’S e companaidh cuibhrichte fo bharantas clàraichte ann an Alba Àir. SC407011 agus carthannas clàraichte Albannach Àir. SC042593 a th’ ann an High Life na Gàidhealtachd.
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Seumas MacNarann, am 'Movieman' (1 de 3)

INBHIR NIS: Inbhir Nis 's Am Bànath

1980an; 1990an

taighean-dealbh; togail dhealbh; claistinneach

Taigh-tasgaidh is Gaileiridh Ealan Inbhir Nis

Bill Sinclair Audio: Jimmy Nairn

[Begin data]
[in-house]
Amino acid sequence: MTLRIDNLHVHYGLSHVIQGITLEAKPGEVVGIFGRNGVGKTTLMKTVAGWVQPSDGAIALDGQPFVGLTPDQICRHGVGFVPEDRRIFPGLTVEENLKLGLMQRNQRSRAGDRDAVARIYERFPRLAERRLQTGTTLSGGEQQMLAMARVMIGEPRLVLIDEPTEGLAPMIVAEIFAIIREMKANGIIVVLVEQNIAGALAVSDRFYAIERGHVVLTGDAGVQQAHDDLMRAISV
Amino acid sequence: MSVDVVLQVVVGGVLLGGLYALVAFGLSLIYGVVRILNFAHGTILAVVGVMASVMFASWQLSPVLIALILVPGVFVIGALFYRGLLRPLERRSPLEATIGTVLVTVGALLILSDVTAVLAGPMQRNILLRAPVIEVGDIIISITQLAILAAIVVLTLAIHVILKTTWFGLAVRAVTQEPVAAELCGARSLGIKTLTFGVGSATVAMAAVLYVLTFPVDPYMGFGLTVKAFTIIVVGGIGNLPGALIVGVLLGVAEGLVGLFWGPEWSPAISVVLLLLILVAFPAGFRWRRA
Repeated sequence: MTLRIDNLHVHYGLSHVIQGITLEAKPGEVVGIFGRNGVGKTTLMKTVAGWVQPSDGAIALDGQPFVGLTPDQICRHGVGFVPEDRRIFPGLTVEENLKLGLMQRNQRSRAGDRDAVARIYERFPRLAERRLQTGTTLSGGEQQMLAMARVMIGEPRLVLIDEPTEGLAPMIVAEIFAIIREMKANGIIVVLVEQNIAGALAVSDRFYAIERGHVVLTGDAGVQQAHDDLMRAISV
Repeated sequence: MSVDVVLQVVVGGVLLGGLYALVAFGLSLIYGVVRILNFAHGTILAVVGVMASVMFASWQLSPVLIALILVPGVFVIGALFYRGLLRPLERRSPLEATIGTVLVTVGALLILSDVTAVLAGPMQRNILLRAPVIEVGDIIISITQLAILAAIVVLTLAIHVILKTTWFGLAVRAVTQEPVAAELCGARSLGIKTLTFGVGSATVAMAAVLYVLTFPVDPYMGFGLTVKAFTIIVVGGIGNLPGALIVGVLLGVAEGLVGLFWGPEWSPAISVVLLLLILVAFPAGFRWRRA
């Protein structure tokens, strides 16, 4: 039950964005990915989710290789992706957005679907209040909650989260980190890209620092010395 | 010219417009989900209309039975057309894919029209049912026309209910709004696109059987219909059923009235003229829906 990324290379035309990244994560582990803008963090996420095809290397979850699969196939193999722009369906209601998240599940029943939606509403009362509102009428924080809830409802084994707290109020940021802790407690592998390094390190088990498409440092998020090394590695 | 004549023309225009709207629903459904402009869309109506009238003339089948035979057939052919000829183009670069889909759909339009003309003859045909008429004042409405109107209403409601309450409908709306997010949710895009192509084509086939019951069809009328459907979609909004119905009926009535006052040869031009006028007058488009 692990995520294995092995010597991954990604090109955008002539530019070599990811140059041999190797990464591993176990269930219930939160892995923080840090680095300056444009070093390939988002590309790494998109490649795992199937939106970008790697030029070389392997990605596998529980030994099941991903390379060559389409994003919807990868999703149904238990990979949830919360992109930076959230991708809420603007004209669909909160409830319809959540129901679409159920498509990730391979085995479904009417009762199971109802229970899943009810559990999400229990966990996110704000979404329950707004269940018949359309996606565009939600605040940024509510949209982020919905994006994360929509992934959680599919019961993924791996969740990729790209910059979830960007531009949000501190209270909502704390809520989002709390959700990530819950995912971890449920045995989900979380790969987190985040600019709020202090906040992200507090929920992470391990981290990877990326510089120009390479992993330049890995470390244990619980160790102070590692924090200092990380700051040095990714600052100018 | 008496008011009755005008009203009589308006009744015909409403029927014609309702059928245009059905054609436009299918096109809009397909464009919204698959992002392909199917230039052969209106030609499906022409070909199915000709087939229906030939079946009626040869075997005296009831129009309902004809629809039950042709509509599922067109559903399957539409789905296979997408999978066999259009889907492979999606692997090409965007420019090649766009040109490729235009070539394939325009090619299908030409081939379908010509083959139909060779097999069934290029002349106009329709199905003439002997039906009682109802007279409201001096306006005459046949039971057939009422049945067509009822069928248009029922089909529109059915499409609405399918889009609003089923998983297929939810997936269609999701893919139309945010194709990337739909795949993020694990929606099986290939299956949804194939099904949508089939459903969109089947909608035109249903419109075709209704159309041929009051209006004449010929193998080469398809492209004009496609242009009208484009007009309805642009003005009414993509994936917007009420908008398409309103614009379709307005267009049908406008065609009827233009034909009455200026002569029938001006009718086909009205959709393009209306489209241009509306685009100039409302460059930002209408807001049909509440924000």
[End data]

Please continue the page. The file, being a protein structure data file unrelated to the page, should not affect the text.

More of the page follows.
Chruthaich Raghnall Mac a'Mhuilleir à Alba a tha na riochdaire agus na stiùiriche fhiolmaichean neo-dhreuchdail, fiolm leis an ainm 'Movieman' ann an naoi deug trì fichead 's a naoi deug; b' e aithriseachd a bh'ann mu bheatha Sheumais MhicNarann, a bha na mhanaidsear taigh-dhealbh ann an Inbhir Nis, na fhear-togail dhealbh agus na neach-dèanamh fhiolmaichean neo-dhreuchdail. A thuilleadh air Mghr. Mac Narann fhèin bha an aithriseachd air a sealltainn do luchd-èisteachd a bha a'cur fìor luach air a chuid obrach, ann an taigh-dhealbh La Scala ann an Inbhir Nis. Anns an earrann èisteachd seo tha Uilleam Mac na Ceàrdaich a'faighneachd do Sheumas dè a'bheachd a th'aige air an aithriseachd. Tha an dealbh seo a' sealltainn Jimmy (anns an dealbh air an làimh chlì) na bhùth togail-dhealbh ann an Inbhir Nis. 'S dòcha gur e a' mhac an duine eile a tha anns an dealbh.<br /> <br /> Interviewer: Now, after seeing this film of your life, what do you think of it?<br /> <br /> Well, I think Ron Miller, director and producer, made a wonderful job of a film which could have been a very dry subject of one's life in the cinema business over the past sixty years. The film was so beautifully knit together, with the stuff I had supplied Mr. Miller with, plus the amount of stuff he had to research in the various parts of the country - universities, town councils and so on - and to knit all that stuff together to make a story of one's life meant such a lot in the making of that film, because to hold an audience you've got to hold an interest and you've got to give them something which will rivet their attention on what's taking place on the screen. To my mind, I thought it was wonderful. Secondly, to have a film made on one's own life, covering a period of sixty-odd years, was a real thriller to me. Frankly, while watching the picture, I had not realised I had done so much in my lifetime, and I only wish I had to live it all over again because every minute was enjoyed in any of the things portrayed on the film in which I did. It's truly a marvellous production. The - with the fire we had at the Playhouse, a lot of my original stuff was lost hence it made it more difficult for Mr. Miller to trace copies of this, that and the next thing, to knit together, to make up his story, either in still montage, or in the continuity of actual movie films which I'd made over the years.<br /> <br /> Interviewer: Looking at the film I noticed, especially the local cuts, there was a lot of very well known Inverness people to be seen, especially during the Freedom Ceremonies. Is this, a lot of this film been made by you, or is it from other sources?<br /> <br /> Yea, all, all that stuff was made by myself. All the films of parades on November, parades to churches, school sports, people arriving, important people arriving at the Playhouse for Freedom of Burgh ceremonies, all that stuff was my own film which Ronnie managed to recover from many other sources as my negatives had been lost. The people showed a great interest in the - especially the Inverness people - watching that film and watching for people whom they could recognise, or watching for themselves as they looked twenty, thirty, thirty-five years ago. To them it gave a great thrill, and they felt those scenes should have been held longer so as they could look through the crowd of faces to see what friends they could recognise. In all my film making I always included crowd scenes because I knew crowd scenes was the sort of thing that people would enjoy, seeing their friends or seeing themselves, as they were at the time of the film, or in years later